3 years ago

Extracellular Polymeric Matrix Production and Relaxation under Fluid Shear and Mechanical Pressure in Staphylococcus aureus Biofilms.

Betsy van de Belt-Gritter, Jiapeng Hou, Deepak H Veeregowda, Henk J Busscher, Henny C van der Mei
The viscoelasticity of a biofilm's EPS (extracellular-polymeric-substance) matrix conveys protection against mechanical challenges, but adaptive responses of biofilm inhabitants to produce EPS are not well known. Here, we compare the response of a biofilm of an EPS producing (ATCC 12600) and non-EPS producing (5298) Staphylococcus aureus strain to fluid shear and mechanical challenge. Confocal-Laser-Scanning-Microscopy confirmed absence of calcofluorwhite-stainable EPS in biofilms of S. aureus 5298. ATR-FTIR spectroscopy combined with tribometry indicated that the polysaccharide production per bacterium in the initial adhering layer was higher during growth at high shear than at low shear and this increased EPS production extended to entire biofilms, as indicated by tribometrically measured coefficients of friction (CoF). CoFs of biofilms grown under high fluid shear were higher than when grown under low shear, likely due to wash-off of polysaccharides. Measurement of a biofilm's CoF implies application of mechanical pressure that yielded an immediate increase in polysaccharide band area of S. aureus ATCC 12600 biofilms due to their compression that decreased after relieving pressure to the level observed prior to mechanical pressure. For biofilms grown under high shear, this coincided with a higher %whiteness in Optical-Coherence-Tomography-images indicative of water outflow, returning back into the biofilm during stress relaxation. Biofilms grown under low shear however, were stimulated during tribometry to produce EPS, also after stress relieve. Knowledge of factors that govern EPS production and water flow in biofilms will allow better control of biofilms under mechanical challenge and understanding of the barrier properties of biofilms toward antimicrobial penetration.IMPORTANCE Adaptive responses of biofilm inhabitants in nature to environmental challenges such as fluid shear and mechanical pressure, often involve EPS production with the aim of protecting biofilm inhabitants. EPS can assist biofilm bacteria to remain attached or impede antimicrobial penetration. The tribochemist is a recently introduced instrument, allowing to study initially adhering bacteria to a Germanium crystal using ATR-FTIR spectroscopy, while simultaneously allowing measurement of the coefficient of friction of a biofilm, serving as an indicator of the EPS content of a biofilm. EPS production can be stimulated by both fluid shear during growth and mechanical pressure, while increased EPS production can continue after pressure relaxation of the biofilm. Since EPS is pivotal in the protection of biofilm inhabitants against mechanical and chemical challenges, knowledge the factors that make biofilm inhabitants decide to produce EPS as provided in this study, are important for the development of biofilm control measures.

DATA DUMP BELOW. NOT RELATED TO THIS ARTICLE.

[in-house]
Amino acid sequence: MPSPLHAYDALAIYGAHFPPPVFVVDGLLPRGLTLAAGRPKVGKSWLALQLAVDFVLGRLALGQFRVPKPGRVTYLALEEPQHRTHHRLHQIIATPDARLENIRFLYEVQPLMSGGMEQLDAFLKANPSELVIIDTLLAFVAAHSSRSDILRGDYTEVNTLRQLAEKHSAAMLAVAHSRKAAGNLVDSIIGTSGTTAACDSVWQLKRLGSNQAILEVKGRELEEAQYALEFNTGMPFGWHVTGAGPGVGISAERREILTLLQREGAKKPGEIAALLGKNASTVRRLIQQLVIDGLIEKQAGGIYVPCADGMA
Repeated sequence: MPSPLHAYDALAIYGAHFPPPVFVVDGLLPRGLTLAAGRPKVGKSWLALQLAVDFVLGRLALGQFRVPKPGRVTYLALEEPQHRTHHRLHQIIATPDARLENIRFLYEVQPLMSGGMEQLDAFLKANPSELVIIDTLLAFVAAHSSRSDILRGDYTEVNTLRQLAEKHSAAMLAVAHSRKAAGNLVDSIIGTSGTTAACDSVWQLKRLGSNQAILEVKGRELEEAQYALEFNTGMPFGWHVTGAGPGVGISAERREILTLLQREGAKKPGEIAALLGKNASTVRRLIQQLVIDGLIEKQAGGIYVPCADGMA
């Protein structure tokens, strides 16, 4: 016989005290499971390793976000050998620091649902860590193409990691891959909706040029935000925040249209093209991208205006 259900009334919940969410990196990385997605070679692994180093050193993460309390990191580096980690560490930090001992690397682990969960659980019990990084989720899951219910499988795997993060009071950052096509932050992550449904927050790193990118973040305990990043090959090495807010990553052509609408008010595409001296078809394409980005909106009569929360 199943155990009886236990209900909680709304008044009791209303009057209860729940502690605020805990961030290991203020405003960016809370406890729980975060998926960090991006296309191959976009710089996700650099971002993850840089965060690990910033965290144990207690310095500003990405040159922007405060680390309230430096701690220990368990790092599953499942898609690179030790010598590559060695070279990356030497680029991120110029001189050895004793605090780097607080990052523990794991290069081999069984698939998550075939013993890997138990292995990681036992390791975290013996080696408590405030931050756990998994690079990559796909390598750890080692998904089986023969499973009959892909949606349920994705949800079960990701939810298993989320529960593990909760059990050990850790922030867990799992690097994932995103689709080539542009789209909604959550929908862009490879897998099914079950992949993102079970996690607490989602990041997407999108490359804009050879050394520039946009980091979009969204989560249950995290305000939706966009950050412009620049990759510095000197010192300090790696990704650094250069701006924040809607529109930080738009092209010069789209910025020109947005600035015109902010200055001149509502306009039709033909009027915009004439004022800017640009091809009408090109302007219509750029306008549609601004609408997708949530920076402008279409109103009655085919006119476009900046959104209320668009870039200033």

Publisher URL: http://doi.org/10.1128/AEM.01516-17

DOI: 10.1128/AEM.01516-17

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